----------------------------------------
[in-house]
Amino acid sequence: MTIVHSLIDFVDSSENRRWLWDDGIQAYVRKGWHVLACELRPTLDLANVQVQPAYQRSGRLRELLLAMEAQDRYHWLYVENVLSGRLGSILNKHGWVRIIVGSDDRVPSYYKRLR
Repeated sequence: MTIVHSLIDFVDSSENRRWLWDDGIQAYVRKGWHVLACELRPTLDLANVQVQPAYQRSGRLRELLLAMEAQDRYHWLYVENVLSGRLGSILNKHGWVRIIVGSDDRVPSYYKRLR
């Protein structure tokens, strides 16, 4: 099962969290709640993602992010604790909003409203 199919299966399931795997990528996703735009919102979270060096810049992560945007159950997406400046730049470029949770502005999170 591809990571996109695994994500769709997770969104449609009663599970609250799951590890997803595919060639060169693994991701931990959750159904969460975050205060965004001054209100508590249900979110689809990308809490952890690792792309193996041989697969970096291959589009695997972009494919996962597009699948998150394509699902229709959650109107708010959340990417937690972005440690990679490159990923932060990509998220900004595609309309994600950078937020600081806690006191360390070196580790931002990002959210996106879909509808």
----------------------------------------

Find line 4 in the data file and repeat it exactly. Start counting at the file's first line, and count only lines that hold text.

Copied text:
């Protein structure tokens, strides 16, 4: 099962969290709640993602992010604790909003409203 199919299966399931795997990528996703735009919102979270060096810049992560945007159950997406400046730049470029949770502005999170 591809990571996109695994994500769709997770969104449609009663599970609250799951590890997803595919060639060169693994991701931990959750159904969460975050205060965004001054209100508590249900979110689809990308809490952890690792792309193996041989697969970096291959589009695997972009494919996962597009699948998150394509699902229709959650109107708010959340990417937690972005440690990679490159990923932060990509998220900004595609309309994600950078937020600081806690006191360390070196580790931002990002959210996106879909509808």